An open letter to Freak Lunchbox’s owners Jeremy Smith and Erin Schwanz, We are writing today as a group of former Freak Lunchbox employees. We must challenge your assertion—quoted in The Coast’s December 20 article “Labour concerns at Freak Lunchbox” and again in your January 3 letter to the editor “A Freak situation”—that Freak Lunchbox is a good place to work.
As employers, it is not up to you to determine what is or is not a good place to work. You reference your compliance with Labour Standards Code minimums, but that is woefully insufficient. Further, you have shown hostility to any suggestion of providing any more than the minimum, even for things that are industry standard across retail environments. While paid 15-minute breaks, antifatigue mats, anti-slip mats for outside and the opportunity to purchase warm uniform sweaters are not set out in labour laws, they are provided widely across the retail sector.
You play the card of being a small family run business or a corporation depending on what is most advantageous. When we asked for 15-minute breaks we were told that, as a small business, you could not afford to. Yet, when we asked for a meeting with you, you replied that you [weren’t] running a candy store, [you were] running a corporation.
In your responses, you have singled out one individual and slandered her character. This is incredibly inappropriate, immature and unprofessional—the very things that you accused us of when all we asked was to meet with you collectively. You have consistently tried to paint our collective action as that of one disgruntled employee. This is both untrue and insulting to the work we put in, listening to each other’s concerns, planning and writing collectively to express our needs as workers. We know that it is less threatening to think that one person is challenging the status quo, and we know you know the power workers have when we stand together. That is why you reacted to our collective action with individual meetings.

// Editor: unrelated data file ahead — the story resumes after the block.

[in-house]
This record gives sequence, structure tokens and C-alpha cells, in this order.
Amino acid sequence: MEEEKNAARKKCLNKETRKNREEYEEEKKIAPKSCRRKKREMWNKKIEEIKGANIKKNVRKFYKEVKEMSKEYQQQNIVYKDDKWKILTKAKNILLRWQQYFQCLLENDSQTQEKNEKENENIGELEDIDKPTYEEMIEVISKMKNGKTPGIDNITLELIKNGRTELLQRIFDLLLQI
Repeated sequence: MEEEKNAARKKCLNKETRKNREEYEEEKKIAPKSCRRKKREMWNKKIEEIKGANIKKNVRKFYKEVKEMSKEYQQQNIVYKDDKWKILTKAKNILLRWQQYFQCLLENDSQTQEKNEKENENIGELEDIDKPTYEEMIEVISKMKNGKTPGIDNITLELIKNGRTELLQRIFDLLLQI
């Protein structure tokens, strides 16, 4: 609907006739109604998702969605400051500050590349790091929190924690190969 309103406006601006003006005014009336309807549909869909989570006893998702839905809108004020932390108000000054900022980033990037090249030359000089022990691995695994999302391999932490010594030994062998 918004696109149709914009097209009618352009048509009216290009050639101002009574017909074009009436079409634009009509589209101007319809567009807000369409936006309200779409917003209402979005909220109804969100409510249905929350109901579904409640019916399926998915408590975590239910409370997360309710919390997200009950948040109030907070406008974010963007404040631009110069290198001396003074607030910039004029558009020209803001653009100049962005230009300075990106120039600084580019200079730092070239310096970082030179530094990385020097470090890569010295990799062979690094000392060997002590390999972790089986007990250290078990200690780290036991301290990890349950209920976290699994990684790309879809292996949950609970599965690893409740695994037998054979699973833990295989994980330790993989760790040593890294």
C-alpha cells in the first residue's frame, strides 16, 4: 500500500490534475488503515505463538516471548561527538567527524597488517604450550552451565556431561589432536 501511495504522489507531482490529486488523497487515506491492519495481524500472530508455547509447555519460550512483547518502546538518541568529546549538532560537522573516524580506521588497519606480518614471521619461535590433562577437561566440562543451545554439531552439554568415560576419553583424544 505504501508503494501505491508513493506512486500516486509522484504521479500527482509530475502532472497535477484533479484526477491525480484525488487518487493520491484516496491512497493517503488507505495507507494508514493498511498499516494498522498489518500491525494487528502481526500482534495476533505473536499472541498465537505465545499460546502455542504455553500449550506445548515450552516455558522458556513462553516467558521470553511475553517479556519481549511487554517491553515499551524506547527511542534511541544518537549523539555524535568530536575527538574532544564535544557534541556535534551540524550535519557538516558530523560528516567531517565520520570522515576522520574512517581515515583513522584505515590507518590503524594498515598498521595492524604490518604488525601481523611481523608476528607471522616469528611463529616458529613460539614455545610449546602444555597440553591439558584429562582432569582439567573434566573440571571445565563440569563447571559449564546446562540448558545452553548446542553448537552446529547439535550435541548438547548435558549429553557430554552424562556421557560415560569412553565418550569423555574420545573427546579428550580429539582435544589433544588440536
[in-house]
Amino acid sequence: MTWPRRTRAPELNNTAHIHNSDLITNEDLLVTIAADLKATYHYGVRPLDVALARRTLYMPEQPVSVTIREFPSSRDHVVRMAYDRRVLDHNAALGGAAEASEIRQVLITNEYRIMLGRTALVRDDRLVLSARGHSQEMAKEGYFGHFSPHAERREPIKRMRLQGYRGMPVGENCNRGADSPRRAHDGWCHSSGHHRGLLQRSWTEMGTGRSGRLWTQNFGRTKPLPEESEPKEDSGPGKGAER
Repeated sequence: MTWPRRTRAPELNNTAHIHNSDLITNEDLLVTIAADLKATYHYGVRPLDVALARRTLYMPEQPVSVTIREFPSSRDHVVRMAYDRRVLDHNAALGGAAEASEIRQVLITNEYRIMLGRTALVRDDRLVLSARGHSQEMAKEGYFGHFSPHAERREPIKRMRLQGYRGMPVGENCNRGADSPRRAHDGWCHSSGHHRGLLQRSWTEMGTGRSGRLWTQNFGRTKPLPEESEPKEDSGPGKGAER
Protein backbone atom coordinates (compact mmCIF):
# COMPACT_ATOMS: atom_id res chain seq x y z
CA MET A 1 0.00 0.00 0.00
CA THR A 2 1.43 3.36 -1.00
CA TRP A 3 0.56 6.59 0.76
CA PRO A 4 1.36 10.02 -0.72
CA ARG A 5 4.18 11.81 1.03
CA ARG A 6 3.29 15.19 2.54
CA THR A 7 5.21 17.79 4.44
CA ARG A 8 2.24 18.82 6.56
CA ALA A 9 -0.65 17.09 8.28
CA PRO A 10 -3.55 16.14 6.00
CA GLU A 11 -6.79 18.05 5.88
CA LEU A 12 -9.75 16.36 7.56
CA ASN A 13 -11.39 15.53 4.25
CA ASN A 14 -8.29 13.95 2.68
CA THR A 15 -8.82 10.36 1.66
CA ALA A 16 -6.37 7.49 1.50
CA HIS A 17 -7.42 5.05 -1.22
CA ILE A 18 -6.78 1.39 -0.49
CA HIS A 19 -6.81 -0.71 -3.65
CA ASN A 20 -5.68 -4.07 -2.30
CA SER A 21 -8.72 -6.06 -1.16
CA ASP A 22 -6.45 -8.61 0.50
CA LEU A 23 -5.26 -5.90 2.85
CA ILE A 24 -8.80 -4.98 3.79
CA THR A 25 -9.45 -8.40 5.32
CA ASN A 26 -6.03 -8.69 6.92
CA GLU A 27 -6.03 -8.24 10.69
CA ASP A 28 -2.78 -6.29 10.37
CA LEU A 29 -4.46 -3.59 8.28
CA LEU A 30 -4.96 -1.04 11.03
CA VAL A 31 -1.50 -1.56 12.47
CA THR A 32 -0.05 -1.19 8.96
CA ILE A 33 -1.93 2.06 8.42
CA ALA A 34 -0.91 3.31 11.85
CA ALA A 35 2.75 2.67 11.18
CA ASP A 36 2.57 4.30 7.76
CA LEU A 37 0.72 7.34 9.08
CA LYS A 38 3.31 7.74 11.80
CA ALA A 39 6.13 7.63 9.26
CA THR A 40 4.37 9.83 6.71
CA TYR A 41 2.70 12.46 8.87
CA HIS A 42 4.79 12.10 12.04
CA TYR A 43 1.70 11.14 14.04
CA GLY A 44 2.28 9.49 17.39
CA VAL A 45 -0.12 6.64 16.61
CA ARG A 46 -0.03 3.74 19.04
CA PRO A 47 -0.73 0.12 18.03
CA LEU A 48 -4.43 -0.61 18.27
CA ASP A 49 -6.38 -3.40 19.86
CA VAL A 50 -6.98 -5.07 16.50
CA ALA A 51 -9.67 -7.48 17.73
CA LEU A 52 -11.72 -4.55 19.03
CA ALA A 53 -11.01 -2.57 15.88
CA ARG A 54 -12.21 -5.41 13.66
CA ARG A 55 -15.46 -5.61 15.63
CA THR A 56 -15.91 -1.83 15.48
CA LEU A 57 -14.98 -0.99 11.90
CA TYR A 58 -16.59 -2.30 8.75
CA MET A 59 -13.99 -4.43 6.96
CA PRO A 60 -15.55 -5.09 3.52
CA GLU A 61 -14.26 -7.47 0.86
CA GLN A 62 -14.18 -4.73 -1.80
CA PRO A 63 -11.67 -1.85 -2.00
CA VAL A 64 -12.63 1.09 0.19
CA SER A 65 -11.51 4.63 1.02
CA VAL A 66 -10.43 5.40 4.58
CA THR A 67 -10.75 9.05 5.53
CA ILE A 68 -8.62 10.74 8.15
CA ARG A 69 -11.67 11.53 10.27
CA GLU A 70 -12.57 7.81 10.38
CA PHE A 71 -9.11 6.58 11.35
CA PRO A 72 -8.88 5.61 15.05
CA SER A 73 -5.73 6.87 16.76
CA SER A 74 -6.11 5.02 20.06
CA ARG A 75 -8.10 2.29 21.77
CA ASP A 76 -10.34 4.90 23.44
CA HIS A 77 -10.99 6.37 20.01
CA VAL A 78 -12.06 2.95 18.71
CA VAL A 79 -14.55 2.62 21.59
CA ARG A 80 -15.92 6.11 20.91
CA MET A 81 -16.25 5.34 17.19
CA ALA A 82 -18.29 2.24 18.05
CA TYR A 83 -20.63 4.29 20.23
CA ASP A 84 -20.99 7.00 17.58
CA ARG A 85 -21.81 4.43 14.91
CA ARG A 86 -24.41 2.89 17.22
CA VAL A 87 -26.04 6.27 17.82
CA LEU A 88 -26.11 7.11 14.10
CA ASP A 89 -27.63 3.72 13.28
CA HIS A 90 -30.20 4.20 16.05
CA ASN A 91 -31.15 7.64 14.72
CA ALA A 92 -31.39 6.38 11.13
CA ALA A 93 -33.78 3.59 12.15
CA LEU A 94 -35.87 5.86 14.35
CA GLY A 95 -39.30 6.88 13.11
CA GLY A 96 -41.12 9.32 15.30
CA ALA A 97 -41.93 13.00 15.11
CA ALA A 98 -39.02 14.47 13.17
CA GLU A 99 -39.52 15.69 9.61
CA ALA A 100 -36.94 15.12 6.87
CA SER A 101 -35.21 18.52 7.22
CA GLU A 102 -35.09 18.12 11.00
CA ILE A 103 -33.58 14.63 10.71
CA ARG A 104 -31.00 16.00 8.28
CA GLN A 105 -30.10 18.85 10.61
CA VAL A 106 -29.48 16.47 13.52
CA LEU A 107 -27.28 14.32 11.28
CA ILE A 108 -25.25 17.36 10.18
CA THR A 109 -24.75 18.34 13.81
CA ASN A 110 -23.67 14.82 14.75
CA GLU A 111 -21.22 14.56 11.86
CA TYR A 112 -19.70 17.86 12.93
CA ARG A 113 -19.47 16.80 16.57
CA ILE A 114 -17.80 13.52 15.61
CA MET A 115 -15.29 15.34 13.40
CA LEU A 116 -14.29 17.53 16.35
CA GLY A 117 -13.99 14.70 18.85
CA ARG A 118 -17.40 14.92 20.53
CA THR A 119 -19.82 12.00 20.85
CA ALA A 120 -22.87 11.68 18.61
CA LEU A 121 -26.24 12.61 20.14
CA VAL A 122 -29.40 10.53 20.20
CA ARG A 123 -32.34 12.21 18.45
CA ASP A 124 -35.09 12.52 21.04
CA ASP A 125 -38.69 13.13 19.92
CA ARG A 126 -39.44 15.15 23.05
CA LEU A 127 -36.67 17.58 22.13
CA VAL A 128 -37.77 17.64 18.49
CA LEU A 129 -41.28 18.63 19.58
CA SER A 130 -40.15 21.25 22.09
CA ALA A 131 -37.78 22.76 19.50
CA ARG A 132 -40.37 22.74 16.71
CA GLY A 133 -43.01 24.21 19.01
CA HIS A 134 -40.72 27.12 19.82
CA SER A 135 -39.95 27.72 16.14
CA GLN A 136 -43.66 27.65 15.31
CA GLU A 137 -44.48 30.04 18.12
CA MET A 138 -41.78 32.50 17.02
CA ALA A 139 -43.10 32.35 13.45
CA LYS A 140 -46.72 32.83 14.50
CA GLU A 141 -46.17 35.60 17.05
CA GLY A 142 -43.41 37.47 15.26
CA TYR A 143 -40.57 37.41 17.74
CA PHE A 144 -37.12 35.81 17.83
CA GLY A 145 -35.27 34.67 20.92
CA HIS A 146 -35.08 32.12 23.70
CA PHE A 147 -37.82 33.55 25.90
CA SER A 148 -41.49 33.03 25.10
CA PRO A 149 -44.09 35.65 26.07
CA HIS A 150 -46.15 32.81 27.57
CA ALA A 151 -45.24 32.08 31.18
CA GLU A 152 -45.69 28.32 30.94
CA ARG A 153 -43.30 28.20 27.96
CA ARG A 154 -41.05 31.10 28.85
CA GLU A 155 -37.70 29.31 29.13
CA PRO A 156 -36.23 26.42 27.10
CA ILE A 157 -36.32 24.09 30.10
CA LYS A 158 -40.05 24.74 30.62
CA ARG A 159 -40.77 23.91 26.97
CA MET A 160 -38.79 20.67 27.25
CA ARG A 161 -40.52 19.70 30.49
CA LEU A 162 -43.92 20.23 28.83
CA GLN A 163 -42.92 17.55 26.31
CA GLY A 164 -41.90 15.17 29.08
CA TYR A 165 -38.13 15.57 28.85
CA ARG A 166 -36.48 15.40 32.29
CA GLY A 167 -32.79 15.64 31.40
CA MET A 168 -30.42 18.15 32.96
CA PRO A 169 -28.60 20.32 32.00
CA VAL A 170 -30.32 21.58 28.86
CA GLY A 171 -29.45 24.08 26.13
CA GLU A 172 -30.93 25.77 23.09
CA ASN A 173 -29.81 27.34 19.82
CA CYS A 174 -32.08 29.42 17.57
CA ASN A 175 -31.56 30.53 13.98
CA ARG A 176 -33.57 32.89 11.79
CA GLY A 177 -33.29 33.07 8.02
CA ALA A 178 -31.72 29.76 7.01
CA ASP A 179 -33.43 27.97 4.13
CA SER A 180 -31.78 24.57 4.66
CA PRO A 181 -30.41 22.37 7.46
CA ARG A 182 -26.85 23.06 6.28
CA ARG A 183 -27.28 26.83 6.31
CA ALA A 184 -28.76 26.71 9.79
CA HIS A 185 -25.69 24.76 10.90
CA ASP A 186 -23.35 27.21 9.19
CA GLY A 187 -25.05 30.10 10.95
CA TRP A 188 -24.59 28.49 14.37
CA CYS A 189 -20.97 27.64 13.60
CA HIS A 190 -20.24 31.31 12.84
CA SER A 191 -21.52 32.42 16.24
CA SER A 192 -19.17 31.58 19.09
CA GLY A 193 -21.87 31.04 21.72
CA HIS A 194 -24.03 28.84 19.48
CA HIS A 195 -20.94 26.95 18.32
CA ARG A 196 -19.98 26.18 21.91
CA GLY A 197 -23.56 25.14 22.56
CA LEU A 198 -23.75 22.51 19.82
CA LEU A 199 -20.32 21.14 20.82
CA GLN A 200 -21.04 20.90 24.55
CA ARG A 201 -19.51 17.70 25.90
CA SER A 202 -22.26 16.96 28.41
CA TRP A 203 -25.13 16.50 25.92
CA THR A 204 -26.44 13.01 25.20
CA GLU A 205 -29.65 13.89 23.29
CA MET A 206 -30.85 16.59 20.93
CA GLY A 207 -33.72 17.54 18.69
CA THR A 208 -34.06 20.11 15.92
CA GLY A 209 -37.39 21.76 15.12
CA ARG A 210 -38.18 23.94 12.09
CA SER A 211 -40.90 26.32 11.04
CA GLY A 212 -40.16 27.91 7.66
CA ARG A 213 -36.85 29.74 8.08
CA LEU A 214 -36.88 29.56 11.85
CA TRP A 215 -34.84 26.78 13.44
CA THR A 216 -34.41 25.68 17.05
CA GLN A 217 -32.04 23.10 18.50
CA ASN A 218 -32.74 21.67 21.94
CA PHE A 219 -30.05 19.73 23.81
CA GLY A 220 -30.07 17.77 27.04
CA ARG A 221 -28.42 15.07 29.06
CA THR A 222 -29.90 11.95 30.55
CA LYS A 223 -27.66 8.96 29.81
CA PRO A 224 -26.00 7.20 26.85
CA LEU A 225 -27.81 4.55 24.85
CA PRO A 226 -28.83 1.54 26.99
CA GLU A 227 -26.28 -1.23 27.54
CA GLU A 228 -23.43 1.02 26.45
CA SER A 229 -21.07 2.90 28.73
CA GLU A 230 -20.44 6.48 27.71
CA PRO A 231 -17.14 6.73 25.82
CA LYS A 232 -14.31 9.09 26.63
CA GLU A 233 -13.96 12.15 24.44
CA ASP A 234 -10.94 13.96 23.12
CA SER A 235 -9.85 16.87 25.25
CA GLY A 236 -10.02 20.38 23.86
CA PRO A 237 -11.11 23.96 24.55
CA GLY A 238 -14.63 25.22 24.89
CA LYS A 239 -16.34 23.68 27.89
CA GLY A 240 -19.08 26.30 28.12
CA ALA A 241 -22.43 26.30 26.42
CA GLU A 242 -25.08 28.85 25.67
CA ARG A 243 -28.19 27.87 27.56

You say that the employee in question did not bring her concerns up to you individually beforehand. This is both untrue and ignores the power that you held as employers over our lives. We had been asking for anti-slip mats for two years, sweaters for one year and paid 15-minute breaks for a number of months. All of these had been brought up individually to our manager, in the communication binder, and collectively in staff meetings. By the time we requested a meeting with you, we felt that we had exhausted what we could achieve with the channels that had been set out for us. Workers have the right to make collective representation to their bosses because of the inherent power imbalance between bosses and workers.
Your side of this story has been told. Both your side individually as the owners of Freak Lunchbox, and the side of business owners broadly. You profit from your image as a desirable place to work, a quirky local business with Disney-character employees who love their jobs. Our side, the side of workers who individually hold little power in the employer-employee relationship, is rarely told. But we will not be silent anymore. —Several former employees, with support from the Industrial Workers of the World